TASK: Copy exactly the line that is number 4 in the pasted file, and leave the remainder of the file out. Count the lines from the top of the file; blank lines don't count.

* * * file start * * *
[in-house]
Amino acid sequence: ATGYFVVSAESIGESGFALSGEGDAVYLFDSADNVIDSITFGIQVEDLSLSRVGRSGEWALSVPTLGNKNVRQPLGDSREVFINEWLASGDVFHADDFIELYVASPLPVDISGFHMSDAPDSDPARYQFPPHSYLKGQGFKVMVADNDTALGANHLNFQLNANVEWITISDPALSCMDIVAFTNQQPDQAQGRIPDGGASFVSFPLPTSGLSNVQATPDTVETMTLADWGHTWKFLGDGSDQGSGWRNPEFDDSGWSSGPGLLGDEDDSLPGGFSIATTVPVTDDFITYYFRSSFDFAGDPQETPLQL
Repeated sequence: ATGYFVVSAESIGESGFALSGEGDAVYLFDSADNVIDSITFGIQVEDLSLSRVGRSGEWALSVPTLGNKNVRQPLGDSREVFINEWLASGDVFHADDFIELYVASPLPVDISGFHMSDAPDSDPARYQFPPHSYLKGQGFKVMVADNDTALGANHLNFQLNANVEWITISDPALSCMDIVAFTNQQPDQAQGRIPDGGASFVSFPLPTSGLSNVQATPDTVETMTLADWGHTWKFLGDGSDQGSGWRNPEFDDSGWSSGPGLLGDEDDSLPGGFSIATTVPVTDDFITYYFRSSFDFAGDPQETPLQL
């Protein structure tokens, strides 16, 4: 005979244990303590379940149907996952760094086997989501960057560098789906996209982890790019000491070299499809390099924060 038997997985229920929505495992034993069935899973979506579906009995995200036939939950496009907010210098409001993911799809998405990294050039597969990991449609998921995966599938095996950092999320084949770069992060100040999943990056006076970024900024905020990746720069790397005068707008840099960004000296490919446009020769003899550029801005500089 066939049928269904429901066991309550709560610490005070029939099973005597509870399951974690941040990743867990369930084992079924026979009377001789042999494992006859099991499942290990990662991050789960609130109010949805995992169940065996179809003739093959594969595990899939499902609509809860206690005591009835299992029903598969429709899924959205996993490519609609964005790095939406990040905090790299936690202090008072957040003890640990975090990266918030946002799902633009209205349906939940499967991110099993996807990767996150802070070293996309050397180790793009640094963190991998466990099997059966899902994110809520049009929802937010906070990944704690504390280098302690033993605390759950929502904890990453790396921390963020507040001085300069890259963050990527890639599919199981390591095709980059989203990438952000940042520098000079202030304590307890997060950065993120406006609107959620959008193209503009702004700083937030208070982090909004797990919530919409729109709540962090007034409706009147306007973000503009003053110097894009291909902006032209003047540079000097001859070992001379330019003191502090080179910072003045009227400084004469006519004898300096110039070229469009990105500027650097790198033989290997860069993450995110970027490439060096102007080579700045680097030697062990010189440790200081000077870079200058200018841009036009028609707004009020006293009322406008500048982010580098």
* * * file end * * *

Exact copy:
């Protein structure tokens, strides 16, 4: 005979244990303590379940149907996952760094086997989501960057560098789906996209982890790019000491070299499809390099924060 038997997985229920929505495992034993069935899973979506579906009995995200036939939950496009907010210098409001993911799809998405990294050039597969990991449609998921995966599938095996950092999320084949770069992060100040999943990056006076970024900024905020990746720069790397005068707008840099960004000296490919446009020769003899550029801005500089 066939049928269904429901066991309550709560610490005070029939099973005597509870399951974690941040990743867990369930084992079924026979009377001789042999494992006859099991499942290990990662991050789960609130109010949805995992169940065996179809003739093959594969595990899939499902609509809860206690005591009835299992029903598969429709899924959205996993490519609609964005790095939406990040905090790299936690202090008072957040003890640990975090990266918030946002799902633009209205349906939940499967991110099993996807990767996150802070070293996309050397180790793009640094963190991998466990099997059966899902994110809520049009929802937010906070990944704690504390280098302690033993605390759950929502904890990453790396921390963020507040001085300069890259963050990527890639599919199981390591095709980059989203990438952000940042520098000079202030304590307890997060950065993120406006609107959620959008193209503009702004700083937030208070982090909004797990919530919409729109709540962090007034409706009147306007973000503009003053110097894009291909902006032209003047540079000097001859070992001379330019003191502090080179910072003045009227400084004469006519004898300096110039070229469009990105500027650097790198033989290997860069993450995110970027490439060096102007080579700045680097030697062990010189440790200081000077870079200058200018841009036009028609707004009020006293009322406008500048982010580098």